One of us is a text-messager-aholic, constantly fighting the urge to text (or tweet) while driving. The boys from CarandDriver spent time determining just how bad it really is versus, say, drunk driving. Turns out drunk driving's safer. Here's why.
Former Jalopnik contributor Mike Austin wired a Racelogic VBOX III data logger C&D's long-term Honda Pilot, recording vehicle speed via the VBOX's GPS antenna and brake-pedal position and steering angle via the Pilot's OBD II port. He then wired a red light to the windshield to play the role of brake lights from an imaginary car ahead of the Pilot. When the red light lit up, the driver's supposed to hit the brakes.
Each trial, one with C&D young buck Jordan Brown and his trusty iPhone, the other with old man Eddie Alterman and a Samsung Alias (we're assuming he hasn't yet received his Hachette-assigned Blackberry yet), would have the driver respond five times to the light, and the slowest reaction time — the time between activation of the light and driver hitting the brakes — was dropped.hey'd
How'd they fare? Let's let Mike tell us how Jordan Brown fared:
Intern Brown's baseline reaction time at 35 mph of 0.45 second worsened to 0.57 while reading a text, improved to 0.52 while writing a text, and returned almost to the baseline while impaired by alcohol, at 0.46. At 70 mph, his baseline reaction was 0.39 second, while the reading (0.50), texting (0.48), and drinking (0.50) numbers were similar. But the averages don't tell the whole story. Looking at Jordan's slowest reaction time at 35 mph, he traveled an extra 21 feet (more than a car length) before hitting the brakes while reading and went 16 feet longer while texting. At 70 mph, a vehicle travels 103 feet every second, and Brown's worst reaction time while reading at that speed put him about 30 feet (31 while typing) farther down the road versus 15 feet while drunk."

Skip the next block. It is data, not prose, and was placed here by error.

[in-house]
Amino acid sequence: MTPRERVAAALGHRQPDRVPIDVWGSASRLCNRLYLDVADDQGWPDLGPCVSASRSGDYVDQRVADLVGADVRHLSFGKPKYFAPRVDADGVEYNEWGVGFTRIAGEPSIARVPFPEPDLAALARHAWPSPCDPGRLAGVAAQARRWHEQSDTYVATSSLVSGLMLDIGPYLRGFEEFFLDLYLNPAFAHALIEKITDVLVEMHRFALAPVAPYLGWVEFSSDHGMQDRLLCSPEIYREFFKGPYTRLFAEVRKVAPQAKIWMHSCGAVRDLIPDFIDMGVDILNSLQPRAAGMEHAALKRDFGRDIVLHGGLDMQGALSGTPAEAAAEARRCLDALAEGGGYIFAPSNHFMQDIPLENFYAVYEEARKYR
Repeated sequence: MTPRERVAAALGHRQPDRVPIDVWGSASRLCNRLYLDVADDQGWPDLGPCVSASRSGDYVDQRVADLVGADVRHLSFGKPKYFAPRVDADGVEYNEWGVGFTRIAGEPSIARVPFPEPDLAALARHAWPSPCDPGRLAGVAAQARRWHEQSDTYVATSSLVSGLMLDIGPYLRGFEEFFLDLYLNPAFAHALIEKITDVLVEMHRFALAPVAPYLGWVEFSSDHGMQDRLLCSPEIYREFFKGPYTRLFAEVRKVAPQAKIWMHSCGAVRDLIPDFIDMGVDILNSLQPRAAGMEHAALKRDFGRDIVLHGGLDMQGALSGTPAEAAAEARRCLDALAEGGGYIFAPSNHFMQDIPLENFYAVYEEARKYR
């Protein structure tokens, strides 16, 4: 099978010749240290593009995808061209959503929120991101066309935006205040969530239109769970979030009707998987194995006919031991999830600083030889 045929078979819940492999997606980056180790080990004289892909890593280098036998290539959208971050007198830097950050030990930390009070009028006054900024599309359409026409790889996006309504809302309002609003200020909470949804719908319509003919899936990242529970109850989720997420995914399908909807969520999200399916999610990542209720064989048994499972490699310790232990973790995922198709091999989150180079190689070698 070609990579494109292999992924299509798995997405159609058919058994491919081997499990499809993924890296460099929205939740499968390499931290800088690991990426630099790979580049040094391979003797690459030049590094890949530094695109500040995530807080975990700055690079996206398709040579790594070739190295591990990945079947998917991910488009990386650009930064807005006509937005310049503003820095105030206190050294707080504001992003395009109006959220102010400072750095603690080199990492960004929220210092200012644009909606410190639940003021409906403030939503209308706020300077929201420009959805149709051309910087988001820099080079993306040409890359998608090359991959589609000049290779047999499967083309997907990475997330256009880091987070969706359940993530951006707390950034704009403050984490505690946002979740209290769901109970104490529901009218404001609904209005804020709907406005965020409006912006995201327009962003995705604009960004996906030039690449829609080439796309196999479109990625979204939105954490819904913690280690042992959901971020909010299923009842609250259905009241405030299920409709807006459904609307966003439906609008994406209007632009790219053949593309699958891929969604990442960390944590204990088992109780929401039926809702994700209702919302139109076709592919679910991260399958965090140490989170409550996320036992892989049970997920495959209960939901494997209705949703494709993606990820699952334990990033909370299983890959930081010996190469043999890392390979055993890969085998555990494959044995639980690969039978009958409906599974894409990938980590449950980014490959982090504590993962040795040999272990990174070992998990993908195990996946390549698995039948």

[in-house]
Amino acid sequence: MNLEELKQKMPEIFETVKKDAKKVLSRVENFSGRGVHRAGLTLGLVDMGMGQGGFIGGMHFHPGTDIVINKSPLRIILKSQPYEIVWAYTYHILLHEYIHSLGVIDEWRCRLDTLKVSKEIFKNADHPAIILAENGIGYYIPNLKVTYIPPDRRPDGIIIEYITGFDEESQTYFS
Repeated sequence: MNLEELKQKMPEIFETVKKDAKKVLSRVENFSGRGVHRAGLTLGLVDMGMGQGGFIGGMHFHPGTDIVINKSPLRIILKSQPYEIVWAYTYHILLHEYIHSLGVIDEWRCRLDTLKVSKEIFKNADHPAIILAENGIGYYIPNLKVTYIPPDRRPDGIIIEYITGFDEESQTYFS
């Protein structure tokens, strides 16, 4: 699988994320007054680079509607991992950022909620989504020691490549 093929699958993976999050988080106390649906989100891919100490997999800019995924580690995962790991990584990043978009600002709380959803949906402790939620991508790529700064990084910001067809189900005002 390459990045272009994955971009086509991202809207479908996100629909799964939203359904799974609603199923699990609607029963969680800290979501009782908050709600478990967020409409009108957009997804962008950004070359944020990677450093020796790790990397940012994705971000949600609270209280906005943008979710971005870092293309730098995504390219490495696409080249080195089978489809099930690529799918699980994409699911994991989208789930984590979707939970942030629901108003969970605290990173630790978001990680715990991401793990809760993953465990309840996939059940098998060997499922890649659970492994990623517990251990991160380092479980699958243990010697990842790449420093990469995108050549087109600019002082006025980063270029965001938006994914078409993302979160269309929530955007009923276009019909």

And C&D head honcho Eddie Alterman? He fared much worse.
While reading a text and driving at 35 mph, his average baseline reaction time of 0.57 second nearly tripled, to 1.44 seconds. While texting, his response time was 1.36 seconds. These figures correspond to an extra 45 and 41 feet, respectively, before hitting the brakes. His reaction time after drinking averaged 0.64 second and, by comparison, added only seven feet.
The results at 70 mph were similar: Alterman's response time while reading a text was 0.35 second longer than his base performance of 0.56 second, and writing a text added 0.68 second to his reaction time. But his intoxicated number increased only 0.04 second over the base score, to a total of 0.60 second.
So what does this mean — which is worse? It seems to us that if you are young and virile, it's safer to be drunk driving than it is to be texting while driving, simply because you're spending more time looking at the road even if you're inebriated. If, however, you're old n' busted, it's safer to be driven by one of those short community home vans. Also, they shouldn't be texting while driving because it's hard for them to see the little buttons to press. Silly old people — stick to drinking, not texting.
We've got video from this morning's Today Show where Mike and Eddie show Phil LeBeau how to hold a whiskey bottle properly behind the wheel coming shortly. Want to read more — head over to CarandDriver.
UPDATE: Now we've got video from today's Today Show appearance. Watch in amazement as Mike Austin gets, literally, like eight words in edge-wise! But yes, that's right, he did say Phil LeBeau did terrible!